Speaker invites students to join translation services

Nicole Weible

Faculty and students listened and laughed at Everette Jordan’s stories and jokes about the misunderstandings among translators.

Jordan is the director of the National Virtual Translation Center in Washington, D.C. He spoke in Satterfield to translation majors and faculty from the Institute for Applied Linguistics.

The National Virtual Translation Center is planning on including students in its translation services by sending Kent State material to be translated by students from the department of modern and classical language studies. NVTC also is looking to recruit graduate translation majors from universities across the nation.

Jordan has studied Russian, Hebrew, Arabic, German, Spanish and French. He promotes awareness for the need for multilingual capabilities and works with various federal government offices and organizations.

The speaker’s multi-lingual talents started in an attempt to learn Chinese for the FBI – but plans changed.

“My friend and I wanted to learn Chinese in high school, but my Chinese teacher died so I decided to take Spanish and French,” Jordan said.

NVTC is a small government agency created three years ago to work with government intelligence. The organization strives to provide accurate and timely translations for all aspects of government intelligence.

There is a national need for translators in the agency, Jordan said. The biggest need right now is for Arabic translators.

“The average age of our employees in the agency is 52,” Jordan said. “We need people with translation skills for tomorrow. We are looking to build a pool of translators. We’re getting older, and we need people to step into these jobs.”

Jordan outlined several challenges that translators face.

It is easy to acquire the basis of a language, but it is hard to become proficient. Translators must overcome communication and cultural barriers. Verbal and nonverbal gestures are important to understand when dealing with people from other cultures. Jordan said translators must take two languages and cultures and turn them into one idea or principle.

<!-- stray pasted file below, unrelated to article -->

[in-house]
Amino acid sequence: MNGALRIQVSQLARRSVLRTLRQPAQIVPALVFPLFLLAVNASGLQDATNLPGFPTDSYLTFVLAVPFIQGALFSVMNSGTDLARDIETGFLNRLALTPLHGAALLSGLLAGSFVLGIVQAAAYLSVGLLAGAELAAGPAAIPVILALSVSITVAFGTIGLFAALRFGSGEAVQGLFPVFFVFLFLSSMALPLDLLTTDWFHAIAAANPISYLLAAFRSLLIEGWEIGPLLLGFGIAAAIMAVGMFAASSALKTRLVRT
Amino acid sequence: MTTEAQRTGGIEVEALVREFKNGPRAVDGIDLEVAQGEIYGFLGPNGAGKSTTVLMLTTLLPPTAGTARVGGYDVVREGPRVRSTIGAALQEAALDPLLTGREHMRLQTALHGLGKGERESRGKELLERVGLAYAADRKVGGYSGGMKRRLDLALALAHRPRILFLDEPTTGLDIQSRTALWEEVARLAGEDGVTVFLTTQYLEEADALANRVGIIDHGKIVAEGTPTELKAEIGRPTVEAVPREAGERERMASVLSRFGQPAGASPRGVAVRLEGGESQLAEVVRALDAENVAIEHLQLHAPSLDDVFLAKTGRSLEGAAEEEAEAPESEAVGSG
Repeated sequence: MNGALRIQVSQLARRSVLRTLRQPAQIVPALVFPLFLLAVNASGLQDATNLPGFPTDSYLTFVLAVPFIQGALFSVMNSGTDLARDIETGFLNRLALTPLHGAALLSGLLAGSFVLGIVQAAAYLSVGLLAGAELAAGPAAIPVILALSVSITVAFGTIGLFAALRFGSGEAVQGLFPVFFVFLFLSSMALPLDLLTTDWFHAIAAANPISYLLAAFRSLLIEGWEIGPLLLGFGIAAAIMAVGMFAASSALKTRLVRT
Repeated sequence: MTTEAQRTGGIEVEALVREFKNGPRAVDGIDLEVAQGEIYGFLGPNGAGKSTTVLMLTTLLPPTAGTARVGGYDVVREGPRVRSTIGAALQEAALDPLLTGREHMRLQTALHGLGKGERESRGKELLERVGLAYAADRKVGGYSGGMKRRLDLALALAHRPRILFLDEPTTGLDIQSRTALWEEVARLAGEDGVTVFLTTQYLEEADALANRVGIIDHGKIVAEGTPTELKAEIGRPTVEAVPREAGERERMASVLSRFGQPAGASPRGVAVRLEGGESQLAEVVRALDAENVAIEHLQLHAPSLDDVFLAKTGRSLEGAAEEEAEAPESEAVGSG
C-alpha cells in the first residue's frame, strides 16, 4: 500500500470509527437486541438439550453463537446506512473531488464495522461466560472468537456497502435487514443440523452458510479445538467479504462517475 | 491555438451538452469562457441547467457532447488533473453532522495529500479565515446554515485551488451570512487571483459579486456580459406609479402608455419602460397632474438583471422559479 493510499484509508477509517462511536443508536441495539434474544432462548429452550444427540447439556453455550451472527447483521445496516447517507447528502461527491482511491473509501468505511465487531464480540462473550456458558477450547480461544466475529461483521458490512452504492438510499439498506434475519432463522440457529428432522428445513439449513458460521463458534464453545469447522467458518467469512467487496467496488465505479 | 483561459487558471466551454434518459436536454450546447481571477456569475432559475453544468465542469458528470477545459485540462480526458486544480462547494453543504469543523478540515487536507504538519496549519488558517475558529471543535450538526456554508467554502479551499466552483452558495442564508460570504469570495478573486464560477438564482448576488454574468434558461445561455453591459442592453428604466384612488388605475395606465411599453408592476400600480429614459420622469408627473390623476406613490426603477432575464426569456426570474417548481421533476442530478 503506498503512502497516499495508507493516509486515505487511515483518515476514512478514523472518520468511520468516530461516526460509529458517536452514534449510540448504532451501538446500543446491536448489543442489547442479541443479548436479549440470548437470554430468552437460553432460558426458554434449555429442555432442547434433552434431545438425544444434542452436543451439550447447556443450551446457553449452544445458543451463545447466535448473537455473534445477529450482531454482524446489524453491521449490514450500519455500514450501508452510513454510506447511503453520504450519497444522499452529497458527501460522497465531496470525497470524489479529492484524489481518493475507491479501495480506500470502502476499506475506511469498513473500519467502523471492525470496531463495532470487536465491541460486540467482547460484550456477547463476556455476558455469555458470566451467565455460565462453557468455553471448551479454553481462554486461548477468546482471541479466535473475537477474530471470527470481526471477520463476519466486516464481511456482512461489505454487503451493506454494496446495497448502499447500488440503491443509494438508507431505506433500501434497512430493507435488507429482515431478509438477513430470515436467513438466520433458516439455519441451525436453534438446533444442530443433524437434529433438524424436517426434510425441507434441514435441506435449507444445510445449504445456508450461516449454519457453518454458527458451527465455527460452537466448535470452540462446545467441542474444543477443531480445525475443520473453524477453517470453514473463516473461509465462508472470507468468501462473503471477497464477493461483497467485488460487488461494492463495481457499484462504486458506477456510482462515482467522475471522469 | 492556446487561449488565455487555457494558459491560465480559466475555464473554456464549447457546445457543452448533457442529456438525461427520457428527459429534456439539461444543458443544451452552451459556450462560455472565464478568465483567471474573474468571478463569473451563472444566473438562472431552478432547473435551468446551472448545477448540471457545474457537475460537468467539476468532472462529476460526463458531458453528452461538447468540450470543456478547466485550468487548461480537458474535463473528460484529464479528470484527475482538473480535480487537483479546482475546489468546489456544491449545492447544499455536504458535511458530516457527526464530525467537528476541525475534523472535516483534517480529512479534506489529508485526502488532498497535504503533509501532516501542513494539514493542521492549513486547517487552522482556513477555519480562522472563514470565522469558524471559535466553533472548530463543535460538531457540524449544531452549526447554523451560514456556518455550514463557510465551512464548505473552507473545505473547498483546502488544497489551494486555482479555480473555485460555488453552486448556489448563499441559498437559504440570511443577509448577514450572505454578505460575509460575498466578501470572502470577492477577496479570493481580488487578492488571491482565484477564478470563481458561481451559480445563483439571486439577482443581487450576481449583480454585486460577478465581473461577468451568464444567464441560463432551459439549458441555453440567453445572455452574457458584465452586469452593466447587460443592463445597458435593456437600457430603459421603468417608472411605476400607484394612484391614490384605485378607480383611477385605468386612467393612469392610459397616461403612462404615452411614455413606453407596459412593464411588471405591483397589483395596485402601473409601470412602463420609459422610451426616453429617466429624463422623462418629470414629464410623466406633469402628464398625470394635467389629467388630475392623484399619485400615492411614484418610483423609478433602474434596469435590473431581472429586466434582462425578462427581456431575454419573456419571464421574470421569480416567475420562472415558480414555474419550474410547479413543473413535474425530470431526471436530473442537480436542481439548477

“We can create a bridge between languages. We have to be able to sense a lie or a joke,” he said. “We need to read between the lines when dealing with human relationships.”

The agency has created opportunities for both undergraduate and graduate students. In the future, undergraduate students will receive material to be translated for the government. They will have a chance to gain knowledge and experience in their job field.

While undergraduates are able to apply for internships, graduate students can apply for a job.

Jordan explained the agency does in-depth background checks. Employees also take proficiency tests in all foreign languages they claim to know. They also must take lie-detector tests and give their fingerprints. All linguists providing services to the NVTC must be U.S. citizens, and all services must be performed in the United States.

The levels of translators rate from one to five. Level five is the highest language proficiency a translator can achieve. The agency hires level three translators. Jordan said they train their employees and with enough experience, translators can achieve level four and/or five proficiency.

The best part about working for NVTC is almost all interns and employees are able to work from their homes, Jordan said.

“We’re not going to drag you kicking and screaming to Washington, D.C.,” he said. “In fact, we call it the ‘fuzzy slippers.’ You can sit at home in your fuzzy slippers and bath robe and do translation work.”

Joanna Adolph, senior Spanish translation and public relations major, attended Jordan’s speech. Her translation instructor urged her class to come to Jordan’s speech. Adolph said she wants to apply at NVTC.

“I am looking for ways to break into the translation field,” Adolph said.

Jason Steinberg, German translation graduate, also attended the speech in hopes of finding an opportunity.

“I’m looking for a job right now,” he said. “I am here to see what this is all about. I will take anything I can find.”

Jordan ended his speech by answering students’ questions. They were eager to learn how Jordan became proficient in six languages and what NVTC will be able to offer in the future.

Contact international affairs reporter Nicole Weible at [email protected].